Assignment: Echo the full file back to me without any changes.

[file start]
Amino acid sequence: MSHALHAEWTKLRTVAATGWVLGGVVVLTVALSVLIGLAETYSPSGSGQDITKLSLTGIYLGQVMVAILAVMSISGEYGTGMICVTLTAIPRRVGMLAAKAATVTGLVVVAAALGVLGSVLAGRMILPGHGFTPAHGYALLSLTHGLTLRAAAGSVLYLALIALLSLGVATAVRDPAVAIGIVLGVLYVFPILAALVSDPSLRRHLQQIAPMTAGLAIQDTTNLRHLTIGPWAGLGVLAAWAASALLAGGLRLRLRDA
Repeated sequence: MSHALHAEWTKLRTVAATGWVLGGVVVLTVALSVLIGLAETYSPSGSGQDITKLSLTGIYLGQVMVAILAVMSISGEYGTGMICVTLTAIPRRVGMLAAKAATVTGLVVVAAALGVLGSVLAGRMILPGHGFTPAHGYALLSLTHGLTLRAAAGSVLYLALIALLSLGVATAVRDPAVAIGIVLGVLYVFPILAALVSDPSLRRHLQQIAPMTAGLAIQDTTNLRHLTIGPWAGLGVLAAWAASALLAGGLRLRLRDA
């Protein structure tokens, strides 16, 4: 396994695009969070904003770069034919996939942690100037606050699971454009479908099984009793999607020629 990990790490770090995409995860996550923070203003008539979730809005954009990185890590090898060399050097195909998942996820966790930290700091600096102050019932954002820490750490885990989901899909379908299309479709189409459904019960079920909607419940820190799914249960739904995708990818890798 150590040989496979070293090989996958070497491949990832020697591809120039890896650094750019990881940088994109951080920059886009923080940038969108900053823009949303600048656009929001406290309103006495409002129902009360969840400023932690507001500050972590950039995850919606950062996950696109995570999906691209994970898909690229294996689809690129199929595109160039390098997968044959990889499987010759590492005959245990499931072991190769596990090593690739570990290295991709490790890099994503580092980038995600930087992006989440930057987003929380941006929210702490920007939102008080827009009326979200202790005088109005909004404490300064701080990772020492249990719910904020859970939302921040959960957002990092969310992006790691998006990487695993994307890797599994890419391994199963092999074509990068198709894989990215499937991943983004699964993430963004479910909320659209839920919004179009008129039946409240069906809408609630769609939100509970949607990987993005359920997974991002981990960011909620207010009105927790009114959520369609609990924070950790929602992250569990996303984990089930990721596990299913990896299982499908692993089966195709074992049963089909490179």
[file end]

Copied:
Amino acid sequence: MSHALHAEWTKLRTVAATGWVLGGVVVLTVALSVLIGLAETYSPSGSGQDITKLSLTGIYLGQVMVAILAVMSISGEYGTGMICVTLTAIPRRVGMLAAKAATVTGLVVVAAALGVLGSVLAGRMILPGHGFTPAHGYALLSLTHGLTLRAAAGSVLYLALIALLSLGVATAVRDPAVAIGIVLGVLYVFPILAALVSDPSLRRHLQQIAPMTAGLAIQDTTNLRHLTIGPWAGLGVLAAWAASALLAGGLRLRLRDA
Repeated sequence: MSHALHAEWTKLRTVAATGWVLGGVVVLTVALSVLIGLAETYSPSGSGQDITKLSLTGIYLGQVMVAILAVMSISGEYGTGMICVTLTAIPRRVGMLAAKAATVTGLVVVAAALGVLGSVLAGRMILPGHGFTPAHGYALLSLTHGLTLRAAAGSVLYLALIALLSLGVATAVRDPAVAIGIVLGVLYVFPILAALVSDPSLRRHLQQIAPMTAGLAIQDTTNLRHLTIGPWAGLGVLAAWAASALLAGGLRLRLRDA
């Protein structure tokens, strides 16, 4: 396994695009969070904003770069034919996939942690100037606050699971454009479908099984009793999607020629 990990790490770090995409995860996550923070203003008539979730809005954009990185890590090898060399050097195909998942996820966790930290700091600096102050019932954002820490750490885990989901899909379908299309479709189409459904019960079920909607419940820190799914249960739904995708990818890798 150590040989496979070293090989996958070497491949990832020697591809120039890896650094750019990881940088994109951080920059886009923080940038969108900053823009949303600048656009929001406290309103006495409002129902009360969840400023932690507001500050972590950039995850919606950062996950696109995570999906691209994970898909690229294996689809690129199929595109160039390098997968044959990889499987010759590492005959245990499931072991190769596990090593690739570990290295991709490790890099994503580092980038995600930087992006989440930057987003929380941006929210702490920007939102008080827009009326979200202790005088109005909004404490300064701080990772020492249990719910904020859970939302921040959960957002990092969310992006790691998006990487695993994307890797599994890419391994199963092999074509990068198709894989990215499937991943983004699964993430963004479910909320659209839920919004179009008129039946409240069906809408609630769609939100509970949607990987993005359920997974991002981990960011909620207010009105927790009114959520369609609990924070950790929602992250569990996303984990089930990721596990299913990896299982499908692993089966195709074992049963089909490179």